4. Jill Niedermeyer says:

    Jared — I’m so disappointed I missed this lecture (I was super sick last week), but I’m glad I got to catch up a little with your post! I’m working in the tech industry after graduation and I can’t wait to see how emerging technologies like AR and VR develop in the next ten years. I love what you mentioned about using this tech for good. I wonder how far out that will be as creators are still figuring out exactly how the tech even works.

  5. Tom Bridger says:

    Thanks for the post Jared. I too was a little shocked to hear about the popularity and emotional connections being formed on Second Life. I’m interested to see how VR/AR proliferates into different industries/mediums such as the army, and social movements like you mentioned. I really hope that XR can bring newfound happiness to those with disabilities and/or limitations, and agree that XR can really be a boundless endeavor.

  6. David says:

    Thanks for posting Jared. What a strange time to be alive. It is interesting to see what direction VR/AR/ XR will take it and how it will penetrate into products, social life, and every day living. There is a lot of good that can happen or at least a lot of enjoyment that can happen.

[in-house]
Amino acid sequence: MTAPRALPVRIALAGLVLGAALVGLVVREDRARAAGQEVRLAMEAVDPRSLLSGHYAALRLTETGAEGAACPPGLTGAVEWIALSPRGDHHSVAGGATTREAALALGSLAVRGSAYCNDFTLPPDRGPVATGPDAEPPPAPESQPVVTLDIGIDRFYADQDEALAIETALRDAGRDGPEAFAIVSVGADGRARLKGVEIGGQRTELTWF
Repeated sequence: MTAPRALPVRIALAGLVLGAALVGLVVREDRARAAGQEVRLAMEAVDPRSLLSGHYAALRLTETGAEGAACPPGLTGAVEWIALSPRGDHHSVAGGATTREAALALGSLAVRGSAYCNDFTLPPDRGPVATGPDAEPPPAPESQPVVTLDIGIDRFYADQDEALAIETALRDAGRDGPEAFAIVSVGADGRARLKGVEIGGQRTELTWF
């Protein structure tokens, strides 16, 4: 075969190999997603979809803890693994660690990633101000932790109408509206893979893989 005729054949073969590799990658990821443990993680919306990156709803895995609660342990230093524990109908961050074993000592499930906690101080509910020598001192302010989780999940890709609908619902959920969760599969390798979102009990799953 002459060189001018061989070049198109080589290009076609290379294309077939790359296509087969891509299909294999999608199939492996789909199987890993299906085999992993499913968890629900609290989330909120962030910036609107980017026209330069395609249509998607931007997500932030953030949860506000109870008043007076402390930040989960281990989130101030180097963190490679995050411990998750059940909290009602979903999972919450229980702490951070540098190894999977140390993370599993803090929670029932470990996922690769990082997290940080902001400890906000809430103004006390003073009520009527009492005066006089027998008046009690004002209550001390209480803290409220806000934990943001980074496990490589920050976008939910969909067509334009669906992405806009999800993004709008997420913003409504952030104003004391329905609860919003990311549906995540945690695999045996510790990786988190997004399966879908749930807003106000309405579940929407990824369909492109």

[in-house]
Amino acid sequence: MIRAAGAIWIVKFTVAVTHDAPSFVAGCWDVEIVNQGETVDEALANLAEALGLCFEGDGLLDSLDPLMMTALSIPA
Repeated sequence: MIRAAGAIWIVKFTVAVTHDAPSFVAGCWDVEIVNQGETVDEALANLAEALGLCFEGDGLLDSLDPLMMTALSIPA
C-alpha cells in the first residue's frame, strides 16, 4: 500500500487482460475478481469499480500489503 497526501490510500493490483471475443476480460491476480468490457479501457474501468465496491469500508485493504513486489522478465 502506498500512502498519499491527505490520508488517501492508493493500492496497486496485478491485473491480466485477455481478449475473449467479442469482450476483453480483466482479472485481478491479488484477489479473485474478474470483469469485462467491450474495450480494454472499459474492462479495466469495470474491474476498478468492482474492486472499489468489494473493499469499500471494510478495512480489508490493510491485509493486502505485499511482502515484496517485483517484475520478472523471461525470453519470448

7. Kaisa Lightfoot says:

    Jared, I loved this take on empathy. It’s true! Humanity is relational. For example, when people hear that hundreds of people died in a disaster, it matters differently than when they hear that a single person–a 37 year old mother of three died in a disaster. The ability to empathize with the humanity of a single story generally weighs heavier on the hearts of us weird humans. Using VR to make people see 1 on 1 the devastation of climate change can make it real for people in a way that imagining it so abstractly may not. Thanks!

  8. Brian Gaudette says:

    Love the thoughtful dichotomy Jarred. Always important to look at the nuances of issues. It’s often said that certain technologies are tools and are not inherently good or bad. They can be powerful tools for improving our social fabric and humanity or…..create a wedge of distance from the people closest to us and isolation.